USB Charging Information
Most devices can't/won't charge from normal powered USB hubs if the computer is turned off/not connected. That includes most Android, Apple iOS, and Windows devices. The phone/tablet must negotiate how much power to pull, to do so by the original USB specification, devices are supposed to only draw 100mA at first and then they can then negotiate up to 500mA. This negotiation requires a PC that's attached and on. Unfortunately even at 500mA, charging most devices will take a very long time to charge.
For example, the iPhone and most other non-tablets will charge on a standard port this way but they can also charge faster (up to 1A) if the USB port sends a special, non-standard signal to say "I'm an Apple 1A charger". The Plugable MC1 adapter simulates that Apple 1A signal, turning any powered USB port with at least 1A power available into a charging port. Even though it's not standard, it's how Apple pioneered faster charging, and fortunately, nearly all phones and tablets on the market today recognize this signal. For larger devices such as tablets like the iPad, this adapter is even more important because their batteries are larger and charging at 500mA would be too slow.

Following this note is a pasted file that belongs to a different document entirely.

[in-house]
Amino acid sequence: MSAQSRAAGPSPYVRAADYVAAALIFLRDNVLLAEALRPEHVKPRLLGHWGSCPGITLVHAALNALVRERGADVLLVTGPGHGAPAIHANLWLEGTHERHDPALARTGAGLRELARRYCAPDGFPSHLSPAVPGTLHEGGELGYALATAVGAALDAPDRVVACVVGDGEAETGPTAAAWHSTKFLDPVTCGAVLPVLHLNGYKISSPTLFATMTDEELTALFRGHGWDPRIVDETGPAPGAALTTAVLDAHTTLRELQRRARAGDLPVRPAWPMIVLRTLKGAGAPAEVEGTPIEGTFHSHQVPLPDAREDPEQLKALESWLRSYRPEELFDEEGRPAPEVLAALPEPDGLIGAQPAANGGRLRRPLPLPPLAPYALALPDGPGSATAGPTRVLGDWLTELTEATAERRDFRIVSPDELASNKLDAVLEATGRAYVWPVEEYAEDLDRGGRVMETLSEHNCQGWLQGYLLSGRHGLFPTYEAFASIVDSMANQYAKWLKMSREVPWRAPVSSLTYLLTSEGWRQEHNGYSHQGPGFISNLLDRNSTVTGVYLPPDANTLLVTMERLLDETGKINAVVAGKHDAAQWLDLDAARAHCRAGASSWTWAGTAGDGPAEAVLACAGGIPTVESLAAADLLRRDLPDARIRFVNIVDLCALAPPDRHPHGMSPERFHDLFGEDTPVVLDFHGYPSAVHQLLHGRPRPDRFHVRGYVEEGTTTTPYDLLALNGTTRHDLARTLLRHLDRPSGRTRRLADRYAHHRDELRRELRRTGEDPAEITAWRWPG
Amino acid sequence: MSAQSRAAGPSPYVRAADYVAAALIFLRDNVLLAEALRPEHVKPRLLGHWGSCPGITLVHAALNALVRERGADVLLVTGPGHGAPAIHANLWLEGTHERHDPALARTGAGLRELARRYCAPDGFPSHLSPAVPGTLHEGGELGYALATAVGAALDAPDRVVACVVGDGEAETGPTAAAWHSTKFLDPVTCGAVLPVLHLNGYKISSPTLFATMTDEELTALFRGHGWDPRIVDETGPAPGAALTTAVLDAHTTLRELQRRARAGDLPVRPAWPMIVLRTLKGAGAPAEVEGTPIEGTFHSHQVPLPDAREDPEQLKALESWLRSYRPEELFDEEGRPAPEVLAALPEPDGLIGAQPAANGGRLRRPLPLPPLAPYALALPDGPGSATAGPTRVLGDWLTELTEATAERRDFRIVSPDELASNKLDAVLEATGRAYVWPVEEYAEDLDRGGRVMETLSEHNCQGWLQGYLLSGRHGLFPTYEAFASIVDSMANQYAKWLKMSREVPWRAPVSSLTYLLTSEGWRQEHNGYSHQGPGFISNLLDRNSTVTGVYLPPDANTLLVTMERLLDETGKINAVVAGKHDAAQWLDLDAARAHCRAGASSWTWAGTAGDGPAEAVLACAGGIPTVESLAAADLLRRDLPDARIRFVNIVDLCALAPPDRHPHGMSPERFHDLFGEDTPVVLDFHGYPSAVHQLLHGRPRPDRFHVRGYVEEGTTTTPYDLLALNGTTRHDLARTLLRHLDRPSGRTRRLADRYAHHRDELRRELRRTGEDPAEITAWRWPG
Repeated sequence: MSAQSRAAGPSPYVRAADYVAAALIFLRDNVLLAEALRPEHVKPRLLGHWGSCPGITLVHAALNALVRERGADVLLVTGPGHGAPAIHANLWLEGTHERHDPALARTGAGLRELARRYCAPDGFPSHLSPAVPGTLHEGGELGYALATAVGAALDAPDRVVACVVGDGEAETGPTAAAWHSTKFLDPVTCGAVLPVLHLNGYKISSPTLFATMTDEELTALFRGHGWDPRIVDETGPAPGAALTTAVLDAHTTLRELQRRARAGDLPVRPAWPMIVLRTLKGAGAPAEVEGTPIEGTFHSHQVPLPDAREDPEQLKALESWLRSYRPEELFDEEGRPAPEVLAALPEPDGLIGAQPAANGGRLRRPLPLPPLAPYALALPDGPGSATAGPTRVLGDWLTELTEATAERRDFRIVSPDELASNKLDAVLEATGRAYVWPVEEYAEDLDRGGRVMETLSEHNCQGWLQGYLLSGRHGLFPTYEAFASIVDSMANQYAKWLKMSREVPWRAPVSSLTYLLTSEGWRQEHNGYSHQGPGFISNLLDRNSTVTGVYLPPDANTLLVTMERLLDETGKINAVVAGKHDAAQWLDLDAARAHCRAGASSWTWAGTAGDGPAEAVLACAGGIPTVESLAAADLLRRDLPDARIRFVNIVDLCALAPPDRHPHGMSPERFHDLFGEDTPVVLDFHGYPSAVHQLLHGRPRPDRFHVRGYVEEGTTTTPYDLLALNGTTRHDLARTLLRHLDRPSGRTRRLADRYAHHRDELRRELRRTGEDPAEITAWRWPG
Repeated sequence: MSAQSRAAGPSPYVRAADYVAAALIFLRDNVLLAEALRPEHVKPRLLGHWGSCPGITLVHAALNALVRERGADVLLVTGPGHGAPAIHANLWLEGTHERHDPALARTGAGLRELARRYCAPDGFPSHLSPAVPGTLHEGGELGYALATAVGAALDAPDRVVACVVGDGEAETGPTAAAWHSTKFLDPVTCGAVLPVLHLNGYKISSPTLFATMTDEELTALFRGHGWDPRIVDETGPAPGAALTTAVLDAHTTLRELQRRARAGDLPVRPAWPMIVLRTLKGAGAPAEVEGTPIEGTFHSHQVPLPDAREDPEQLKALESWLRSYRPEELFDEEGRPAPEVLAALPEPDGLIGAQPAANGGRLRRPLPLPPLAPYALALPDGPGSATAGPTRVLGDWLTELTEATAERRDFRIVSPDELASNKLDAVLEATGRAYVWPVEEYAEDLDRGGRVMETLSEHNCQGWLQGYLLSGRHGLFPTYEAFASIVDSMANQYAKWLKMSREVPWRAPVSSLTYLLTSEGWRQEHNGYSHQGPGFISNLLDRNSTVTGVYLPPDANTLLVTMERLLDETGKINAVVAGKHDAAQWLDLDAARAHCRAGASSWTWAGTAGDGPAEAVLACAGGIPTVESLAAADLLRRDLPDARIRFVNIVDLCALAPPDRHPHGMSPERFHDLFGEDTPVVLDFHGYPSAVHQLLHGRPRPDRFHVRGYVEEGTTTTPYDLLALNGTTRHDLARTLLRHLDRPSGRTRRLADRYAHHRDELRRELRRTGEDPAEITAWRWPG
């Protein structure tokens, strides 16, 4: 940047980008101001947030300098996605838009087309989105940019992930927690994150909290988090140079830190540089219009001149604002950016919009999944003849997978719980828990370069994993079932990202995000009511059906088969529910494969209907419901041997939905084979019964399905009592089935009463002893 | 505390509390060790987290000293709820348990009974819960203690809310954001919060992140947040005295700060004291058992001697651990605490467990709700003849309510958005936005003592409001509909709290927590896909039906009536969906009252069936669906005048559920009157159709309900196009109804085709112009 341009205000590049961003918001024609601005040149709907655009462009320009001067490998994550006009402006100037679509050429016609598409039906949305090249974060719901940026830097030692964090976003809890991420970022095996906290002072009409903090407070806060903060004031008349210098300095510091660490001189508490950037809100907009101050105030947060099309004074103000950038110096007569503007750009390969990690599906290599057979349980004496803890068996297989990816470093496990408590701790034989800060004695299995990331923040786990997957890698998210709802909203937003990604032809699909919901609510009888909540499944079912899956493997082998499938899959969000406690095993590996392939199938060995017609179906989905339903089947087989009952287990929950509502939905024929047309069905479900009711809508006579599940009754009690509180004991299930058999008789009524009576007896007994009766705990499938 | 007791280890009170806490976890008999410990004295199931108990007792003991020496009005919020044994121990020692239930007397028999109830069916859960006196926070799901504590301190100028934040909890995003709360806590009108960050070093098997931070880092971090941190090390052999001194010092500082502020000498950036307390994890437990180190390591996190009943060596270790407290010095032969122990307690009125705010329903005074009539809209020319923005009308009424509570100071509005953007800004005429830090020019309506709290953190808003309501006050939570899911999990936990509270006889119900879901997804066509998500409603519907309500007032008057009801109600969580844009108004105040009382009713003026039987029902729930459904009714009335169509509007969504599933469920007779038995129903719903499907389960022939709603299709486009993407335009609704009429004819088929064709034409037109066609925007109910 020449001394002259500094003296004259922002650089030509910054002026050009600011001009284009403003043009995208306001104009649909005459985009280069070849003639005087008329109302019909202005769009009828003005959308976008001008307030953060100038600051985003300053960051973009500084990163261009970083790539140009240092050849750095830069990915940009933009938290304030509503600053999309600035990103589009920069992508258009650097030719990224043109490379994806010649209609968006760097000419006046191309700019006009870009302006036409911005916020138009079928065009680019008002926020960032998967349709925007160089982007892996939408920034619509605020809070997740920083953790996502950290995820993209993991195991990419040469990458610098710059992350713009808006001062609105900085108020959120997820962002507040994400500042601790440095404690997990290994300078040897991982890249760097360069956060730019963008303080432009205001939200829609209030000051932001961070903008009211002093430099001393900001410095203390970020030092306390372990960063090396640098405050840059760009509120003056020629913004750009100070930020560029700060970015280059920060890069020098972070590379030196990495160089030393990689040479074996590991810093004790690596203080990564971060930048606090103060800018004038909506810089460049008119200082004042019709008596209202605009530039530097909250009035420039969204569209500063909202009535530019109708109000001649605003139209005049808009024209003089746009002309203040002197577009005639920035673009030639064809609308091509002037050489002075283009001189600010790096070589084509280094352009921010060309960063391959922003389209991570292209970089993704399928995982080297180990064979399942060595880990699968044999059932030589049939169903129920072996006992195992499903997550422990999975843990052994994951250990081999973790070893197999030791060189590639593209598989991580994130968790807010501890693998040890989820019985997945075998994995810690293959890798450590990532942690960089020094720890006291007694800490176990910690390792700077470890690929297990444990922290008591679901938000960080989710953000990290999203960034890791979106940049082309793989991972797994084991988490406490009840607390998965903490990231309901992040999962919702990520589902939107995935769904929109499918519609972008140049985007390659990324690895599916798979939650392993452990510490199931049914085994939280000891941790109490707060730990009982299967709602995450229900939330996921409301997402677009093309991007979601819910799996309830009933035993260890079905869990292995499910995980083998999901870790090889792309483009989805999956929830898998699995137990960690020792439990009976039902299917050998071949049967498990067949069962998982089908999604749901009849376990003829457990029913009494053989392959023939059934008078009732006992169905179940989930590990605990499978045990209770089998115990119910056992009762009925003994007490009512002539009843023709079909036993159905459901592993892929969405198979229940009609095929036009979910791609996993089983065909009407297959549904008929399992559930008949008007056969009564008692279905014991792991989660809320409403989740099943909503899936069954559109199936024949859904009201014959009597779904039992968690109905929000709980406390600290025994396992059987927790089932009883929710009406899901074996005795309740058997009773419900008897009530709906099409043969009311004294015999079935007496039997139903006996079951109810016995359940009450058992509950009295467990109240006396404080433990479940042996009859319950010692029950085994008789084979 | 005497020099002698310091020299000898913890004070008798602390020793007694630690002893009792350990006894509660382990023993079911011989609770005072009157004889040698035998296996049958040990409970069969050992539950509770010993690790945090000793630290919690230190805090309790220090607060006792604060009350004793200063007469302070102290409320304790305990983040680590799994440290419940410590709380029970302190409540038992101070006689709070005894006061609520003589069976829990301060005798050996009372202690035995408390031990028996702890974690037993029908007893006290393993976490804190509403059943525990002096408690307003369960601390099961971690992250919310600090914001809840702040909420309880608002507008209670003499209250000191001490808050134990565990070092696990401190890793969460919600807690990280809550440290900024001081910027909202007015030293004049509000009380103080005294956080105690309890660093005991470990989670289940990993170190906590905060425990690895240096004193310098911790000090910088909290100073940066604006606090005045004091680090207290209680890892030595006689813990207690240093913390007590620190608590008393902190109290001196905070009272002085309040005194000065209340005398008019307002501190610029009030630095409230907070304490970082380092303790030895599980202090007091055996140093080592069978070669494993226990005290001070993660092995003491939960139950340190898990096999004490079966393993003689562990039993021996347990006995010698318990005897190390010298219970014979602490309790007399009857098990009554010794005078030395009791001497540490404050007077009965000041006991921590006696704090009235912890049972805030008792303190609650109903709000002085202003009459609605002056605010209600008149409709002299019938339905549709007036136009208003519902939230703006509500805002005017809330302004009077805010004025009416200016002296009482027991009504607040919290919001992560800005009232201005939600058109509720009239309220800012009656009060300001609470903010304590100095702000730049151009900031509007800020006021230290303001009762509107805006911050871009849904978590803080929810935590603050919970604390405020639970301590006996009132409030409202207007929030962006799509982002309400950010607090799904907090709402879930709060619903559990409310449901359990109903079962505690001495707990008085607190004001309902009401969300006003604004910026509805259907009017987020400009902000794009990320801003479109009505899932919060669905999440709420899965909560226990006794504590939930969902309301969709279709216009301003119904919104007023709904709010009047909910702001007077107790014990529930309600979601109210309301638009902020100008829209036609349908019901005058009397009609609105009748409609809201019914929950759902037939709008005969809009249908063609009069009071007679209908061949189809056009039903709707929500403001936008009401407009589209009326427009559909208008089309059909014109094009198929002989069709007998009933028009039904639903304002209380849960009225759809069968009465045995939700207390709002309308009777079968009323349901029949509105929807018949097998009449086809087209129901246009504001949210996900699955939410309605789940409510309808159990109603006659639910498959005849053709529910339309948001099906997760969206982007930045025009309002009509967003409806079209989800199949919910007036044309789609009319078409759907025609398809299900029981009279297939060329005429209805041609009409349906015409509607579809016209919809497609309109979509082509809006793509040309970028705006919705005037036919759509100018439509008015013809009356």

How many of these adapters can be safely used on a powered hub or PC at once?
The AC adapter of your powered hub needs to be rated for at least 1A per USB charging adapter connected. If it is not, USB over-current protection may be triggered (causing all power to the hub to shut off), or the hub circuit or power supply may heat up from too much current being pulled through by the device. If this happens, remove devices until you're back within the rated amperage. Charging rates will be determined by the maximum charging speed your device supports, the quality of the USB cable you use, and if the USB port has enough power available.